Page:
Reconciliation - Getting Defensive Stats and Statheads Back Together
There is lots of skepticism around defensive statistics. Wrongly so, in my opinion, but I am probably a little biased. Yes, they aren’t perfect, but there is no reason to throw the baby out with the bathwater. The idea behind the stats is solid. There is some differing opinions around the treatment of the data, but otherwise, the defensive stats community does believe we are in the right general area.
Except for a few people and one of them is Colin Wyers. Colin Wyers, in case you didn’t know, is a sharp cookie and he does tremendous statistical work around testing other people’s stats and theories, in addition to his own developments. He is a terrific critical thinker. He is presently employed at Baseball Prospectus as some sort of stats guru, and has posted several articles questioning the foundation of defensive stats, from the height of pressboxes to the inconsistencies between UZR and +/-, despite coming from the same data source. Let me be perfectly clear, I think Colin is smart, inquisitive and open-minded. I also think he is overly skeptical about the quality of defensive stats.
There is another Primate, LAW or BWV 1129, who has some serious questions about reconciling defensive statistics against DER (comment #14 in the Tango link below), or at least Runs Allowed. He suggests that there should be a pitching stat that complements the fielding stats and those should, at the team level, match runs allowed (in a manner similar to Runs Created matching runs scored), possibly FIP or some other fielding independent stat.
We’ve had an exciting discussion over at Tango’s The Book Blog, with Brian Cartwright, terpsfan, AROM, Tango and MGL, and others. Here at BTF, we had the same types of comments in the latest Colin Wyers BPro thread. Primate Harold posits some interesting thoughts about why the stats won’t reconcile (UZR + FIP =/= RA) but I claim the Dial DRS plus something like FIP might.
SIDEBAR: I just said Dial DRS. Dial DRS? Isn’t that DRS? Well, apparently not. BIS co-opted it, and John Dewan and Bill James outrank me, so once DRS gets posted at ESPN or Fangraphs (who I thought would have known better), and it isn’t the DRS I have been creating and referencing, and being referenced around the web for the last dozen years, then well, I lost the acronym DRS. Up mine. So, Dial DRS or DDRS is where we are today. FWIW, BIS says it was accidental, and I believe them. It doesn’t really excuse Fangraphs, who completely knew about my work, but they are just posting what they are given. Bitter? No, because that’s just the tip of the iceberg. /SIDEBAR
I have been trying to reconcile DDRS and DIPS since DIPS came out and Ron Johnson suggested that should be done to verify that the numbers have solid foundation. I struggled and couldn’t do it, but I was using ERA of HBIP. And a few other “Chris isn’t that smart” stats, and I kept being very far off in outs.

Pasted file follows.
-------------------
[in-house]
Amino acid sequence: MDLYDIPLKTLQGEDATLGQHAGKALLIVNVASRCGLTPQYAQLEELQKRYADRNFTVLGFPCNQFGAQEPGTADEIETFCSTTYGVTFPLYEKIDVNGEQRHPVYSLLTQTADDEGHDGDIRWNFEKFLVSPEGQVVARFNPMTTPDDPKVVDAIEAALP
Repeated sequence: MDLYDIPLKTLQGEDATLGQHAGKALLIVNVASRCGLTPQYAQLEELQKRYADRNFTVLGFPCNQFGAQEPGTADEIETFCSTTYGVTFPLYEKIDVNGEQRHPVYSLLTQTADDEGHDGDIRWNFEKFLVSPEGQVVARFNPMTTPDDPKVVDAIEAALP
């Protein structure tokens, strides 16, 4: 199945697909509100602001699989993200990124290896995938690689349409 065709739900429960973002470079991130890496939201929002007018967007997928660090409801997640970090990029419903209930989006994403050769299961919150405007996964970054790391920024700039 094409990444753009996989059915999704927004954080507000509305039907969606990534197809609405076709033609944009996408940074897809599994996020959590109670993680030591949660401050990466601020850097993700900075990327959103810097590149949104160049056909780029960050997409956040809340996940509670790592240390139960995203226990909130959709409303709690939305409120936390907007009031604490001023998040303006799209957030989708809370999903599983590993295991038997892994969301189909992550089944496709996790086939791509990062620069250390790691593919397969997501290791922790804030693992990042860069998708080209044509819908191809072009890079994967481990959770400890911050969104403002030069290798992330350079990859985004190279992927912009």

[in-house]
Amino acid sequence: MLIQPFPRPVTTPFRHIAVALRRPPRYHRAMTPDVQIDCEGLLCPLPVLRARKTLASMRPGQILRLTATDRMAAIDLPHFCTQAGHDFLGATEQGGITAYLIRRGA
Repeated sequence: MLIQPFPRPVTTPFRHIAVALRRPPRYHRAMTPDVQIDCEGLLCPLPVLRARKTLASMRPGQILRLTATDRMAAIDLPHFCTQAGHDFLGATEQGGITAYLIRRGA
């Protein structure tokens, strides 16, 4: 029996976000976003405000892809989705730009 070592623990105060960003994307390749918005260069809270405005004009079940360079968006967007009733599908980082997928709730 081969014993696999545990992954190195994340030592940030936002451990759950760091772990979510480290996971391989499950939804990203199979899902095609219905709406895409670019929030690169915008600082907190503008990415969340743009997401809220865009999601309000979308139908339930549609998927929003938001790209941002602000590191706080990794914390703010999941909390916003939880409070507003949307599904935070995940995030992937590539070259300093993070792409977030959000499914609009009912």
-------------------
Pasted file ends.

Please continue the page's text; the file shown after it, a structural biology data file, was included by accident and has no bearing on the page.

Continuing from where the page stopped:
This offseason, Tango made a post about prediction contests. I wanted to generate a set of numbers of projections for pitchers that was more accurate than others since that is an area that all projection systems struggle. So I thought, what if I take pitchers and use *their* HBIP, but their HBIP adjusted for their hits allowed in defensive zones. I thought that I needed to look at each pitchers’ Hits on Balls In Play Not In Zone. HBIPNIZ. Because balls in zone is based on their defensive players, and if one guy has Nate McLouth and another has Carlos Beltran, then one guy looks better than the other, even on the same set of BIP allowed. So I worked backwards from team ZR.
Please bear in mind that I am an open source researcher. I do not think what I am about to post is completely right and I may have made some incorrect assumptions or calc errors. I will argue that I did not, but I am well aware I may have. I EXPECT this community to take what I put forth here and expand and improve on it, either with better data or improved thought processes. I am here to provide the first building block. Who knows – maybe we only need one.
Here are the steps as I have begun:
1. Take the teams ZR chances and Plays Made. This represents the responsibility of the fielders, NOT THE PITCHER. That isn’t a perfect nor completely correct assumption, but we’ll talk about that later.
2. That gives me the number of Hits on Balls In Zone (HBIZ). Interestingly, for 2009, the NL average was 477, with a range of 398 (SFG) to 583 (HOU).